Now let’s talk about River. River is a curly coated retriever, just like the dog I named for him. I don’t have any pictures of my dog here, though, because I haven’t had him out in the field, and River is most definitely a field retriever. Instead I asked my dog’s breeder to share some of her photos. First, here are some shots of curlies in their natural habitat.

In the book, Charm and Lucas are training River for an AKC retriever field trial. These trials are extremely competitive events open to both professional and amateur trainers. Of the seven eligible retriever breeds, the vast, vast, vast majority of the dogs who run in the trials are Labrador retrievers. In addition to Labs, a small number of golden retrievers and an even smaller number of Chesapeake Bay retrievers compete. The other four breeds are virtually unheard of in the sport, and to my knowledge no breed other than Lab, golden, or Cheesie has even won. That includes curly coated retrievers.

Dawn doesn’t compete in field trials, but she does do hunt tests through various organizations. These photos aren’t, then, exactly representative of what Charm and Lucas will be doing, but I think you’ll get the idea.

See the fake gun in the next picture? That’s common in some venues. In a real hunting situation, the dog’s handler would be shooting the ducks that the dog retrieves. In a hunt test (and field trial), the live flyers are shot by someone in the field so the handler can focus on the dog. The handlers are still required to carry a gun in some venues, however. This picture also has a good full-body shot of a curly. They’re taller and leaner than the other retrievers. My River (the living, breathing one) stands 28″ or 29″ at the shoulder and, at 16 months old, weighs about 90lbs.

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Inspiration, part 1

A writer friend wrote a recent blog post about pictures that inspire her. That sent me on my own hunt. My journey took a different path, though, and I ended up searching out photos that resemble the main characters in Doubting River, my novel-in-progress. Although none of the actors I ended up choosing were the inspiration for the characters, and none match the pictures in my mind exactly, the ones I chose below are pretty close.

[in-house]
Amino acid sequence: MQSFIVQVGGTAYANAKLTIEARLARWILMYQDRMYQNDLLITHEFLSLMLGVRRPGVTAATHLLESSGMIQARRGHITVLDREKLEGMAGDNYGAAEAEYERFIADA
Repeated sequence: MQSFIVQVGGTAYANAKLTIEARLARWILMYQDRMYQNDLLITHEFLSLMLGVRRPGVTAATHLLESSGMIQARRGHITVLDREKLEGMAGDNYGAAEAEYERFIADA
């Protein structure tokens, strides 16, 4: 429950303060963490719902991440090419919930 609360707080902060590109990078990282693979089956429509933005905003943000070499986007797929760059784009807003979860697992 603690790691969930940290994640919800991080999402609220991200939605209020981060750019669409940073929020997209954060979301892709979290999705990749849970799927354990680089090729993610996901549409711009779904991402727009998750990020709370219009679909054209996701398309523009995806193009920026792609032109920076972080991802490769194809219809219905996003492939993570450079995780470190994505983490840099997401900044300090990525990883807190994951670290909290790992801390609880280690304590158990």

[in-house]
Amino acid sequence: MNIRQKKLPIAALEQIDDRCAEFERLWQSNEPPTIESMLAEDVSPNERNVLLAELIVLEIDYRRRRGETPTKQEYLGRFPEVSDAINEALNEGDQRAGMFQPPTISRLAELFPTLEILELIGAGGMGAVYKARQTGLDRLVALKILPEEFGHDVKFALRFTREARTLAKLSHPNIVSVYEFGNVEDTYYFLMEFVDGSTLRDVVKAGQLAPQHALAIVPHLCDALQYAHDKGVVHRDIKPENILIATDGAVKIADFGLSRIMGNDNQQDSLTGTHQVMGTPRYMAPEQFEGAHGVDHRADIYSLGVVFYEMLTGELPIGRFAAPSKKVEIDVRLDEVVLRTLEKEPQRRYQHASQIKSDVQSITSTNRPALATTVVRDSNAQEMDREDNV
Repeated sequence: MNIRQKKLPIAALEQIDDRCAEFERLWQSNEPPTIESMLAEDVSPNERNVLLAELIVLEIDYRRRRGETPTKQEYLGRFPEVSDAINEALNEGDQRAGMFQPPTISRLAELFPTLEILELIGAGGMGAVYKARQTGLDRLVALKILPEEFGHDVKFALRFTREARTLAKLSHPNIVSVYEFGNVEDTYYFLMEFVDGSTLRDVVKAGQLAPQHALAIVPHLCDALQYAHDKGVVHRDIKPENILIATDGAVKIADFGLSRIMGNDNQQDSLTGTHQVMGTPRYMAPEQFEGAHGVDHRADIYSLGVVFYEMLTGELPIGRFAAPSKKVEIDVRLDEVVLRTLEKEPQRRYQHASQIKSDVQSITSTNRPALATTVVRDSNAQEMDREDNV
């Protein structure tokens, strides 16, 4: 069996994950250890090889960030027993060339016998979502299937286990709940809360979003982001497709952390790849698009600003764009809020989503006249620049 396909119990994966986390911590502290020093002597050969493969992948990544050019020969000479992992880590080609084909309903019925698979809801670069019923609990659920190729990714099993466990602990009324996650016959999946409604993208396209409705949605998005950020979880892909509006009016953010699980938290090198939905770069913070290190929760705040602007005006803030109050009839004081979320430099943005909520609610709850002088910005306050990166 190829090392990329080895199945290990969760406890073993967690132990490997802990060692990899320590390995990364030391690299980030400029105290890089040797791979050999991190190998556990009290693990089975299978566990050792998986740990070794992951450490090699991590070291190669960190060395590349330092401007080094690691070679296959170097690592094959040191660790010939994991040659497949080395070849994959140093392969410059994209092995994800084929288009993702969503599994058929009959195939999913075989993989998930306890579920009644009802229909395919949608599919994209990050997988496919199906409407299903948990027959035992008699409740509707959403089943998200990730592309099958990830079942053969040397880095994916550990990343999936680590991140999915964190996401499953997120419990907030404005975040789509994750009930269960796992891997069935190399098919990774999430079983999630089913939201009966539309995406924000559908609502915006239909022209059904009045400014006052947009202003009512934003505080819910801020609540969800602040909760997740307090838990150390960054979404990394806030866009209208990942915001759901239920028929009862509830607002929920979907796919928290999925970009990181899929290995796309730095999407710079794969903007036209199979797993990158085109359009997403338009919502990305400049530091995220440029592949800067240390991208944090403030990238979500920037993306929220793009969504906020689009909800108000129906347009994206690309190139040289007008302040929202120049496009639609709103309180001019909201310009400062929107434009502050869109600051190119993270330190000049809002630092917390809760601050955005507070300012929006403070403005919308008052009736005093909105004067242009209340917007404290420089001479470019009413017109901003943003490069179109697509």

The protagonist is Charm. He returns home for the first time in almost twenty years after the death of his sister’s husband and reluctantly agrees to stay and help with her farm and injured son. This photo of Adrian Grenier captures two of the physical features that stand out most to me about Charm: his wavy brown hair and his killer smile. Charm is one of those people who has learned to use his looks and his smile to manipulate others.

His sister Marlie is struggling to right her world after her husband dies and she discovers their farm is near foreclosure. Her focus on restoring things to the way they were blinds her to her son’s need for closure. I never really thought of Charlize Theron as embodying Marlie, but this picture captures Marlie’s short, wavy, red hair perfectly. Too bad Marlie doesn’t have many opportunities to smile like this.

Lucas is Marlie’s nine-year-old son. His leg was shattered in the same accident that killed his father. As his family crumbles around him, he clutches his father’s last wish — to win the local trial — certain it is their salvation. This picture is of Ty Panitz, the young actor who plays Parker Booth on Bones. He is perfect as Lucas all the way to the blond curls spilling into his hazel eyes.

And then, there’s River, the title character in Doubting River. He’s a curly coated retriever — and my own dog is his namesake. Look for pictures of him in a follow-up post.